(19) Jovanovic, S. V.; Steenken, S.; Simic, M.G. J.Phys. Chem. 1990,94, 3583. Jovanovic, S. V.; Tosic, M.; Simic, M. G. J. Phys. Chem. 1991, 95, 10824. (20) Wardman, P. J. Phys. Chem. Ref.Data 1989, 18, 1637. (21) Simic, M. G.; Jovanovic, S. V. Submitted for publication in ACS Symp. Ser. (22) Richter, H. W.; Waddel, W. H. J. Am. Chem. SOC.1983,205,5434.

Flavonoids as Antioxidants

J. Am. Chem. SOC.,Vol. 116, No. 11, 1994 4049

t"""' 400

' l " " " " ' " " " " ~ 1 " " " " ' I " " " ' "



640 h, nm


Gy): 0,

Figure 1. Absorption spectra of the rutin phenoxyl radicals, obtained upon Br2'- oxidation of rutin (0.1 M KBr, 1 mM rutin, dose/pulse 2 pH 7; 0 , p t l 3. Inset: absorbance at 460 nm as a function of pH. The solid curve is a fit for pK, = 4.3.

Table 3. Electron-Transfer Reactions of Polyhydroxyphenoxyl Radicals Monitored by Pulse Radiolysis of Aqueous Solutions at pH 7, 20
acceptor, A', from catechin rutin hesperidin hesperidin 3,4-dihydroxybentoate 3,4-dihydroxycinnamate DOPA donor, D trolox trolox trolox rutin trolox trolox trolox



kr," M-' S-'

6 X IO6 4 x 104 irreversi ble 4 x 105 5 x 10s
I X 104

Kti. 33 90 n.a. I25 I22 9 n.a.

K.b 33 80 n.a. 83 I10 9 21

AE,b V 0.09 0.12

2.0 x 3.6 X 1.9 x 5.0 x 6.1x 26 X . 7.4 x


IO6 108 107 107 IOs I@

>0.2 0.12


0.06 0.09

E Estimated to be accurate to i l O % for the reactions in favorable directions and to 3~30% for the others. *Calculated from the arithmetic mean of the two quilibrium constants, using the Nernst equation, i?E = 0.059 log K.

Tabk 4. One-Electron-Reduction Potentials and pK,'s of the Phenoxy1 Radicals Determined by Pulse Radiolysis of Aqueous Solutions at pH 7, 20 O C
radicals from hesperidin 3,4-dihydroxybenzoic acid rutin DOPA cat ech in 3.4-dihydrox>cinnamic acid pK, 4.2 4.3

7(measd),o V 0.72 0.60 0.60 0.57 0.57


7(calcd),* V

0.60 0.55

4.6 4.6

Estimated to be accurate to i0.02V. *The reduction potential of phenoxyl radicals was calculated using the f ~ r r n u l a ~ ~ ~ * ~ + E- = 0.95 0.3lxa+. CThisvalueislowerthanthepublished22pK,=4.7. Webelieve that our value is more accurate since the published value was determined in the system where the DOPA semiquinone radical was generated by the 'OH radical induced oxidation of DOPA i n which the acid-base and electron-transfer equilibria are probablydistorted due to theOH adducts present.

the catechin radicals, E7 = 0.54 V, is 0.06 V lower than E7 = 0.6 V of the rutin radicals, presumably because o+(CH=CHz) = -0.16 at C1 in rutin is less negative than a+(CH,) = -0.3 for catechin radicals, The reduction potentials of the radicals derived from 3,4dihydroxybenzene derivativesdecrease with the electron-donating power at C I . For example, E7 = 0.60 V of dihydroxybenzoic acid radicals (a+ = 0) is higher than E7 = 0.54 V of dihydroxycinnamate radicals (a+ = -0.16). The opposite holds for pK8 values of the radicals, since more electronegative substituents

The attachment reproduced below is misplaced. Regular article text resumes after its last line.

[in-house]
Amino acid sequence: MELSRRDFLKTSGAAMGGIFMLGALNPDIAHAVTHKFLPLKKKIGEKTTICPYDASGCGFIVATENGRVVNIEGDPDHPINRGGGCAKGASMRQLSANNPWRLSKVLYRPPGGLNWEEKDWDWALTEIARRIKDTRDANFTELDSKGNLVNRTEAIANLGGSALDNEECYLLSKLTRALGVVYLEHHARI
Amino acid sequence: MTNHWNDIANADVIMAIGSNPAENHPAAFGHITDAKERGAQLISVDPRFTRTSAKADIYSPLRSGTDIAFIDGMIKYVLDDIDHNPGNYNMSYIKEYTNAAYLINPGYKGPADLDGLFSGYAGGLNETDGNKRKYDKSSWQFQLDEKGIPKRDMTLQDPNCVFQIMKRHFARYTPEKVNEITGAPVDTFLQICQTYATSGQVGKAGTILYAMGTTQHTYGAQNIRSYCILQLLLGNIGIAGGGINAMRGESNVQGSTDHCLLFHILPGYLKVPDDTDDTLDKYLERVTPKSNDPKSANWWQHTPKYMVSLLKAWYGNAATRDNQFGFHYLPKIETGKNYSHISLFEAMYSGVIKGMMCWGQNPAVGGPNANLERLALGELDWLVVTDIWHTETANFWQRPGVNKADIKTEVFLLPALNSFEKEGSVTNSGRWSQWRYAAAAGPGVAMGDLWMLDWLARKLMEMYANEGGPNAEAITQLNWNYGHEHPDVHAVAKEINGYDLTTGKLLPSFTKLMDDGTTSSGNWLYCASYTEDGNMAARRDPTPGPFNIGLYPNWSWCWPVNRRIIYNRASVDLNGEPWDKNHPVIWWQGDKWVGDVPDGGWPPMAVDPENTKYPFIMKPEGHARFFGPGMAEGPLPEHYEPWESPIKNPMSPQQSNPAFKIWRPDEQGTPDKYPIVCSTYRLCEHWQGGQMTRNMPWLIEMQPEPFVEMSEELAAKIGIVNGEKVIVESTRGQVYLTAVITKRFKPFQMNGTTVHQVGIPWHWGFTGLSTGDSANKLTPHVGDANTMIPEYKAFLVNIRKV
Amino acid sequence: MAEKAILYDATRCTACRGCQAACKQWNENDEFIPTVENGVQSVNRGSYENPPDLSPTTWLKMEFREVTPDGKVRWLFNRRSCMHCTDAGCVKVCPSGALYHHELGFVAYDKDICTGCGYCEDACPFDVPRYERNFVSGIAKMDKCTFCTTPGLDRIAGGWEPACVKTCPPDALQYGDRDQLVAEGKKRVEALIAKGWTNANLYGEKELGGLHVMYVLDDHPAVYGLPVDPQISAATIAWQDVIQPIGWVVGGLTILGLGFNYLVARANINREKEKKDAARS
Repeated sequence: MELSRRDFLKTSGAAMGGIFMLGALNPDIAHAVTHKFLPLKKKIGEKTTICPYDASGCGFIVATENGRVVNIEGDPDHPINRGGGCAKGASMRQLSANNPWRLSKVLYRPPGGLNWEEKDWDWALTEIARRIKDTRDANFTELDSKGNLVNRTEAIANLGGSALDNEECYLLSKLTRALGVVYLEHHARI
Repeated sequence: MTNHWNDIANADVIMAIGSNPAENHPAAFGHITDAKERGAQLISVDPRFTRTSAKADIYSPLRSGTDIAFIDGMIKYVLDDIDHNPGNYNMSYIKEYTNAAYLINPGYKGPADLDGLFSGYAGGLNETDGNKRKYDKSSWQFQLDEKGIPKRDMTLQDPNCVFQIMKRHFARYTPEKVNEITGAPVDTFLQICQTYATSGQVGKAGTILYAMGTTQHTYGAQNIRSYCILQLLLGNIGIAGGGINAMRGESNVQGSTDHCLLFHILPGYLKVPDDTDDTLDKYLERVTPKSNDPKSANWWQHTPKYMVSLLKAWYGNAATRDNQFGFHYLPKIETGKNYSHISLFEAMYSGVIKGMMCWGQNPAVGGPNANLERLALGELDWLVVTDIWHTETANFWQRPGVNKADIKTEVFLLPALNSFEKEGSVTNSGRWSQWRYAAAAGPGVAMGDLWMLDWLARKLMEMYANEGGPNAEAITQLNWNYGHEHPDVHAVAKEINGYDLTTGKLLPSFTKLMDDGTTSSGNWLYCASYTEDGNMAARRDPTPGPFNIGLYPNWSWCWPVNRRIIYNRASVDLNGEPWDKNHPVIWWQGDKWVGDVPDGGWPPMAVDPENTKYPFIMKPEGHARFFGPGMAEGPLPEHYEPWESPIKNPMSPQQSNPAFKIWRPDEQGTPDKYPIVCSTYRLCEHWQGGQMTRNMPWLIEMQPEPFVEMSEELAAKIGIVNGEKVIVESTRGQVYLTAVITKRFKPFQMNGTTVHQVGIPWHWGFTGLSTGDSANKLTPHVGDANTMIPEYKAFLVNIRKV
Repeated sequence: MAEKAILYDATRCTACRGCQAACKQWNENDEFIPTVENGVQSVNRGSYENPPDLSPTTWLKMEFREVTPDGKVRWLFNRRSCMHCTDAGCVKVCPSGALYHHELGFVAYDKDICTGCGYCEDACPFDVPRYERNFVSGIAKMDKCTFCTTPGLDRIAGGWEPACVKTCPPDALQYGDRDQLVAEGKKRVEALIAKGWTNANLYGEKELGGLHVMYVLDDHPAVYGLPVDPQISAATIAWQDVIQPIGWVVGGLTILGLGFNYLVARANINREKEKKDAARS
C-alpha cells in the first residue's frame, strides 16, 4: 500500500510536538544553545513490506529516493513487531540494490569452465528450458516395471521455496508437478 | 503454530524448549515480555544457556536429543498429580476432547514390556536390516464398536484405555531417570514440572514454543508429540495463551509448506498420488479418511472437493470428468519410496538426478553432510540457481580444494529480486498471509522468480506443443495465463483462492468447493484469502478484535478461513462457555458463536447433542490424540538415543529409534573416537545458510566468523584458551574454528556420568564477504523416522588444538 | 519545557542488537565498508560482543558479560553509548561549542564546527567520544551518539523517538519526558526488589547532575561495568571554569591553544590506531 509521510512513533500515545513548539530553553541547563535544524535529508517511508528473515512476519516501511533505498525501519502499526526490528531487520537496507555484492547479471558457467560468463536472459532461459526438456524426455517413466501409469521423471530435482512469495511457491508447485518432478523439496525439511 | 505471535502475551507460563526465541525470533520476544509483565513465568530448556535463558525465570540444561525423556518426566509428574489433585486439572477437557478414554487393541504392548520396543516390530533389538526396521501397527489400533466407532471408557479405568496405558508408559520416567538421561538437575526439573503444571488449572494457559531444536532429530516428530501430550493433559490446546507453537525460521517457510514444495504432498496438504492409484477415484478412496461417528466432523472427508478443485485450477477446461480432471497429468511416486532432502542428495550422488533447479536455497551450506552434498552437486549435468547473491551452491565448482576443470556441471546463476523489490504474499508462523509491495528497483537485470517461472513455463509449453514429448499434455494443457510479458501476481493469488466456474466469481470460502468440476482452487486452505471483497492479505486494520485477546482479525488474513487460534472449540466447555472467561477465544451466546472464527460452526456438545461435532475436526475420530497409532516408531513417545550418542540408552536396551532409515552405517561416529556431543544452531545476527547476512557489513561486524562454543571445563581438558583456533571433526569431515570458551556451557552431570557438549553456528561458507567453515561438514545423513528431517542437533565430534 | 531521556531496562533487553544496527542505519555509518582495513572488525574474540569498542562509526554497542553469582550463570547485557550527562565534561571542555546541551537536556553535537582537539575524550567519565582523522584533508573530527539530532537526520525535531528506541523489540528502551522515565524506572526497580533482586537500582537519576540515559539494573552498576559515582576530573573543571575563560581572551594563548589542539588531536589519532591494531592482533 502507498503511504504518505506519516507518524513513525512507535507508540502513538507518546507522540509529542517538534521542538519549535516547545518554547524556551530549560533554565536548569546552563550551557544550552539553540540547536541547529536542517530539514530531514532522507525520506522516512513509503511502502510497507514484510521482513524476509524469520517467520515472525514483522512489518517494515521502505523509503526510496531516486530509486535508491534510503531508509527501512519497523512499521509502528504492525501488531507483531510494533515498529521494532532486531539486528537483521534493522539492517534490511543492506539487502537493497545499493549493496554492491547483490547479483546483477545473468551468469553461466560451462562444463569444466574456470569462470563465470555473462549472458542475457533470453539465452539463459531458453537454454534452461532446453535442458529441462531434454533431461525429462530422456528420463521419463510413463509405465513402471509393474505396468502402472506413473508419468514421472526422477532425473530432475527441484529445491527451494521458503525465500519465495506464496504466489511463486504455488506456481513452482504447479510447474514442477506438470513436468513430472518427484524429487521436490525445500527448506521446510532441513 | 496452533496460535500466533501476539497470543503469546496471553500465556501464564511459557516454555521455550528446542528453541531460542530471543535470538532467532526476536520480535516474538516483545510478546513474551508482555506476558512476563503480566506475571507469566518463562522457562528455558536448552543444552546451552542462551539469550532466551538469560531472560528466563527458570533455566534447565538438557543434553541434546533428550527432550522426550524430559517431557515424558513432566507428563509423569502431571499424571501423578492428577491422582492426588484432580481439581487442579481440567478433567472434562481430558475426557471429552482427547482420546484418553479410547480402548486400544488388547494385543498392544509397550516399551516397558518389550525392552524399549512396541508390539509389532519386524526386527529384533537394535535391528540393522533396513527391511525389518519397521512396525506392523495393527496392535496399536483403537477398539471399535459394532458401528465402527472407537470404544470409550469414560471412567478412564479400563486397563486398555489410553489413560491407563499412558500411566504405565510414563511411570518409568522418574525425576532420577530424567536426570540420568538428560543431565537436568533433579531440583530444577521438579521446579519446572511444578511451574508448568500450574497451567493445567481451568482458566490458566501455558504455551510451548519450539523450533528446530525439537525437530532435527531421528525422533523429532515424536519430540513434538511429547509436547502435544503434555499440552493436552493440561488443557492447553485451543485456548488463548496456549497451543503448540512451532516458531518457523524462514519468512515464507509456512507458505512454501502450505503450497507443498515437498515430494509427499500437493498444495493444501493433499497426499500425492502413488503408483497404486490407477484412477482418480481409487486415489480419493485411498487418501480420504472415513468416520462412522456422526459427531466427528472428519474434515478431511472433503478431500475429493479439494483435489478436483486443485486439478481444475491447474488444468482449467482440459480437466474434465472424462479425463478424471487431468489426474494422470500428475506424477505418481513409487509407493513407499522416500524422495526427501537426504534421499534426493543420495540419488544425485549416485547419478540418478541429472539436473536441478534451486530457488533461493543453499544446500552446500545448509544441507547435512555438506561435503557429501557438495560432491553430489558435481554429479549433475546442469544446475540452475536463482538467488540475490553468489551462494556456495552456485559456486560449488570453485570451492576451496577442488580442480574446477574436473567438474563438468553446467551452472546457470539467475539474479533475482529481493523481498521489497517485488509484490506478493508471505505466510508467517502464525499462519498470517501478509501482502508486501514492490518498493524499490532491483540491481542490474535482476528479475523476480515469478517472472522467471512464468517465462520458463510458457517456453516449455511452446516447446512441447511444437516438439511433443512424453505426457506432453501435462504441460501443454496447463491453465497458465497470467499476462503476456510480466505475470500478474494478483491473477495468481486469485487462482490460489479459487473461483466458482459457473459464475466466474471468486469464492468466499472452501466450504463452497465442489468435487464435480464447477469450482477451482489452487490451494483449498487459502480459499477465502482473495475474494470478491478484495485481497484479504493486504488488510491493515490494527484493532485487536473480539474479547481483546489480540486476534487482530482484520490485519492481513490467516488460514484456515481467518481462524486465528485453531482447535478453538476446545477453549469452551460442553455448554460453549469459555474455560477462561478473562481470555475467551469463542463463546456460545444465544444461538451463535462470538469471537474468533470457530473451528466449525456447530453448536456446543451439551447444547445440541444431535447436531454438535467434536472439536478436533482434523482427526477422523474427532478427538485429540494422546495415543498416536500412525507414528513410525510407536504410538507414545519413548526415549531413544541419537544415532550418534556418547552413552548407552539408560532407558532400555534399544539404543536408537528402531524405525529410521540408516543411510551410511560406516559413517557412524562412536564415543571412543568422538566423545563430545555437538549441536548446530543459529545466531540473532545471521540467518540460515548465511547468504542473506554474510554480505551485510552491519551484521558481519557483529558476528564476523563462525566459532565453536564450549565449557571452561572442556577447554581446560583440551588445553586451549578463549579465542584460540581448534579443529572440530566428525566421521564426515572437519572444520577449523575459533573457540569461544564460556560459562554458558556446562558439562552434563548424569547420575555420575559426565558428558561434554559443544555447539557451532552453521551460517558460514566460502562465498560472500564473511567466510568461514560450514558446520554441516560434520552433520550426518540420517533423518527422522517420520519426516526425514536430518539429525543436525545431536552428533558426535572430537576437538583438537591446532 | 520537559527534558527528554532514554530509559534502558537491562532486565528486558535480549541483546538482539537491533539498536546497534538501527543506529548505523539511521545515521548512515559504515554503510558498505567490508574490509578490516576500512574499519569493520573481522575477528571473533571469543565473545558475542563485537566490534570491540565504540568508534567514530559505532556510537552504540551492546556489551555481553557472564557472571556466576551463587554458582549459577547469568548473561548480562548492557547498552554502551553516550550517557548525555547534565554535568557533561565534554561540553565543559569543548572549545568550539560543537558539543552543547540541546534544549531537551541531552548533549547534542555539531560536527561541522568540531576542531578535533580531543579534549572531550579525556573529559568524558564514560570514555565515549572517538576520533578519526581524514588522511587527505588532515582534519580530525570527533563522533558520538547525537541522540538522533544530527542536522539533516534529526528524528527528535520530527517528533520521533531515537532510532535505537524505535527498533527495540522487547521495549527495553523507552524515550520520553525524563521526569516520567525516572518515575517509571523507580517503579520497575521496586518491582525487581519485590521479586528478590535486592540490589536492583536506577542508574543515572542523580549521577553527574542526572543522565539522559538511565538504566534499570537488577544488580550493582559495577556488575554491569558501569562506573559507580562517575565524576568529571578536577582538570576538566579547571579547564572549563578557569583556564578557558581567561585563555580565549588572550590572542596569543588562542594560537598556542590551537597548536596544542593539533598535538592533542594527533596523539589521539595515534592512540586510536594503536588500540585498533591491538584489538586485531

decrease the proton-donating ability of the ionizable group, which results in increased pK,. On the basis of low E7 = 0.54-0.7 V of the flavonoid and 3,4-dihydroxybenzene radicals, it is expected that corresponding parent compounds efficiently inactivate alkylperoxyl, E7 = 1.05 V,9 and superoxide/hydroperoxyl radicals, E7 = 0.94 V.20 (The latter value probably underestimates the reduction potential of the 02*-/02?-,H+ couple at pH 7, since it must be higher than the potential ofthealkylperoxyl radical, E7 = 1.05 V.10) However, the reduction potential of the trolox radical, E7 = 0.48 V is lower, which means that theoxidation ofvitamin E by flavonoid radicals is thermodynamically feasible. Flavonoids should act as antioxidants in the digestive tract. There is a very small probability of the reaction of flavonoid radicals with vitamin E, since very little vitamin E is present in the cell membranes of the digestive tract organs. On the other hand, the generation of various highly damaging oxy1 radicals with E > 1 V, which may be efficiently inactivated by flavonoids, is highly probable during digestion. Reaction with Oi-. (a) The Method. The reactions of flavonoids with 0 ' 2 were monitored by kinetic conductivity in the following system: 0.26 M 2-propanol,a N20:Oz =4:1 mixture, pH IO. The reasons for doing the experiments at pH 10 were (a) thedecayofOz*-at pH SlOis too fast foraccuratemeasurements of slow reactions, such as those with flavonoids, and (b) the flavonoids are considerably more solublc a t p H 10. The following set of reactions may be envisaged:



OH, H, en;, H,O+, .,.



J . Am. Chem. SOC.. Vol. 116, No. 11, 1994

esq-+ N,O

+ H,O



- + + - -+

Jooanoofcet al.

OH-+ N,



Tibk 5. Rate Constants for the Reduction of the Superoxide Radical by Flavonoids and Phenols, Determined by Pulse Conductivity in Aqueous Solutions at 20 O C , pH IO

+ 0, CH,C(OO')(CH,)OH + OH-0 '+ (CH,),CO + H,O ,-

H,O CH,C'(CM,)OH (6)


phenol derivative, PhGOH catechin 4',5,7- trihydroxyflavanone fisetin quercetin



M-I s-I

+ Phe-OH),'

1.8 X 10'
1.3X 4.7 x 5.1 X 5.9 x 2.8 X 2.4 x l.6X 8.8 X 1.1 x 1.8 X 5.8 x

-3 x 102
10' 104 1VC


0.6 0.6


+ 2H,O +H,O, + 20H0 ' FVH-02+ O,*- FVH-0' + 012- 2H20 H,O, + 2OH+ OH- + FVH-0H,O + FV-0'20,'-


pK,(H,O,) = 11.9
Upon generation of 02*(reaction 8)
AK = A(02'-) - A(OH-)